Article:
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f-strings are the first truly-pretty way to do string formatting in python, and the best thing is that they avoid all of the shortcomings of other interpolation syntaxes I've worked with. It's one of those magical features that just lets you do exactly what you want without putting any thought at all into it.

Digression on the old way's shortcomings: Probably the most annoying thing about the old "format" syntax was for writing error messages with parameters dynamically formatted in. I've written ugly string literals for verbose, helpful error messages with the old syntax, and it was truly awful. The long length of calls to "format" is what screws up your indentation, which then screws up the literals (or forces you to spread them over 3x as many lines as you would otherwise). It was so bad that the format operator was more readable. If `str.dedent` was a thing it would be less annoying thanks to multi-line strings, but even that is just a kludge. A big part of the issue is whitespace/string concatenation, which, I know, can be fixed with an autoformatter [0]. Autoformatters are great for munging literals (and diff reduction/style enforcement), sure, but if you have to mung literals tens of times in a reasonably-written module, there's something very wrong with the feature that's forcing that behavior. So, again: f-strings have saved me a ton of tedium.

[0] https://github.com/python/black




For me, the hugs thing about f-strings was that invalid string format characters become a compile time error (SyntaxError).

  print('I do not get executed :)')
  f'{!}'


  File "stefco.py", line 2
    f'{!}'
    ^
  SyntaxError: f-string: empty expression not allowed
This has the pleasing characteristic of eliminating an entire class of bug. :)


> If `str.dedent` was a thing

Have you looked at textwrap.dedent?


Yes! `textwrap.dedent` is great. On further reflection `wrap` is actually more useful for this kludge (see below). But my point is that that's a whole import for a kludge. Compare the f-string ideal (by my standards):

  raise ValueError("File exists, not uploading: "
                   f"{filename} -> {bucket}, {key}")
...which is short enough that it's readable, and it's clear where exactly each variable is going. It's the single obvious solution, so much so that I don't spend a second thinking about it (very Pythonic!). Compare it to using `str.format` with the same continued indentation:

  raise ValueError(("File exists, not uploading: {filename} -> "
                    "{bucket}, {key}").format(filename=filename,
                                              bucket=bucket,
                                              key=key))
Even this minimal example looks terrible! Remember that a lot of exceptions are raised within multiply-nested blocks, and then format pushes things farther to the right (while also ruining your automated string-literal concatenation, hence the extra parentheses), leaving very little room for the format arguments. You can use a more self-consistent and readable indentation strategy:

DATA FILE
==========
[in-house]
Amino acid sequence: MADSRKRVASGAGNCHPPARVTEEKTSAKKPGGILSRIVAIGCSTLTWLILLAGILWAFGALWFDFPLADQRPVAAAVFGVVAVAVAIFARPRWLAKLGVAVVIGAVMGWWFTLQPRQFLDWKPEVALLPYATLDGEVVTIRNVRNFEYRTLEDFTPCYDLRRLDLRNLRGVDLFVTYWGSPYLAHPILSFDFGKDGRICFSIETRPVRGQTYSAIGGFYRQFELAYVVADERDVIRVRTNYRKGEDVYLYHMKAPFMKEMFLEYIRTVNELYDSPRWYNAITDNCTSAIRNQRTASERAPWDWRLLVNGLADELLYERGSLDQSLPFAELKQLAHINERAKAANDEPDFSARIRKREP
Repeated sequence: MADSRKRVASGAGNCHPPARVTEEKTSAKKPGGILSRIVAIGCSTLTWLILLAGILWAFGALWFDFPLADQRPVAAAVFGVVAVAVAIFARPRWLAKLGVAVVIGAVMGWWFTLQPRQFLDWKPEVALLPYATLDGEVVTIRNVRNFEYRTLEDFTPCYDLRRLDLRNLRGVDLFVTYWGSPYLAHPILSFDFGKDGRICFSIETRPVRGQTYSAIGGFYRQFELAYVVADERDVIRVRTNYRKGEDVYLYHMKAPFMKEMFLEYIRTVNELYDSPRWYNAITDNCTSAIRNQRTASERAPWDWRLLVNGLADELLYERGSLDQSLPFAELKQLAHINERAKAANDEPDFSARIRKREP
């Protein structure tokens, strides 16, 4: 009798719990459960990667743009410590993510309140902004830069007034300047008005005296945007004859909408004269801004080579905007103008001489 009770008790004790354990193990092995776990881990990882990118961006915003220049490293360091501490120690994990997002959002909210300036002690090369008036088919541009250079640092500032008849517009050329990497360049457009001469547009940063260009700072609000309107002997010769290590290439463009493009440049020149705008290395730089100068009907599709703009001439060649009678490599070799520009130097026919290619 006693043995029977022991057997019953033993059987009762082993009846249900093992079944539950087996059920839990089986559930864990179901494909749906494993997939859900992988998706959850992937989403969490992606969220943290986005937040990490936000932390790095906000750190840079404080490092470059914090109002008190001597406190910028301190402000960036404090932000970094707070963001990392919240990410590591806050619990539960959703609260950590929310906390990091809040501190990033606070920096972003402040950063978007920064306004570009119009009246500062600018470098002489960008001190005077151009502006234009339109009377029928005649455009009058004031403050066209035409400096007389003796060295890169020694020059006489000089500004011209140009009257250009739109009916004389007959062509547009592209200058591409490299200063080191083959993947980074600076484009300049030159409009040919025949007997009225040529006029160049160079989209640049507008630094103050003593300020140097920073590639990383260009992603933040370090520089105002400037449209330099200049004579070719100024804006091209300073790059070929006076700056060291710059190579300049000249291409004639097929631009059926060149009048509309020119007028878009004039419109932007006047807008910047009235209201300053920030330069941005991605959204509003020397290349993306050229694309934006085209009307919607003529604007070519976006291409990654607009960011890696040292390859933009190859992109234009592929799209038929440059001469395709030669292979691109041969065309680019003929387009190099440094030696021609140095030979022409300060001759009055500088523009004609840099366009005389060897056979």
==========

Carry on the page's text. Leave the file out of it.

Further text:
raise ValueError(
      (
          "File exists, not uploading: {filename} -> "
          "{bucket}, {key}"
      ).format(filename, bucket, key)
  )
This is unquestionably more pleasant to read than the former, but it's 3 times longer than the simple f-string solution, and I would argue it is not any more readable than the f-string for this simple example. My point with having a `str.wrap` builtin is that at least you could use the docstring convention of terminating multi-line strings on a newline, which would get rid of the string concatenation issues while leaving you a consistent (albeit diminished by the "wrap" call) amount of rightward room for the `format` args:

  raise ValueError("""File exists, not uploading: {filename} ->
                   {bucket}, {key}
                   """.dedent().format(filename=filename,
                                       bucket=bucket, key=key))
Maybe a little bit better than the first one, especially if you're writing a longer docstring and don't want to think about string concatenation. But still a kludge. You can use positional formatting to shorten things up, but the fundamental weakness of `str.format` remains.


Here's a clean way to do that:

  str_fmt = "File exists, not uploading: {filename} -> {bucket}, {key}"
  fmt_vals = dict(filename=filename, bucket=bucket, key=key)
  raise ValueError(str_fmt.dedent().format(**fmt_vals))


This is somewhat cleaner, and I also use this idiom when things get ugly with the inline formatting shown above. But my point is that none of these are very elegant for an extremely common use case. Throw this block in the middle of some complex code with a few try/except and raise statements and it still looks confusing. Having two extra temp variables and statements per error in a function that's just doing control flow and wrapping unsafe code can double your local variable count and number of statements across the whole function. AFAIK, there has been no elegant solution to this common problem until f-strings came around; the only decently clean one is using printf-style format strings with the old-style operator, but outside of terseness I find it less readable.


Alternate “clean” way, but sort of hacky.

  raise ValueError(“File exists, not uploading: {filename} -> {bucket}, {key}”.format(**locals()))


f-strings are nice, but when the problem is indenting too far, what if you just... didn't do that?

  raise ValueError(("File exists, not uploading: {filename} -> "
      "{bucket}, {key}").format(filename=filename, bucket=bucket, key=key))




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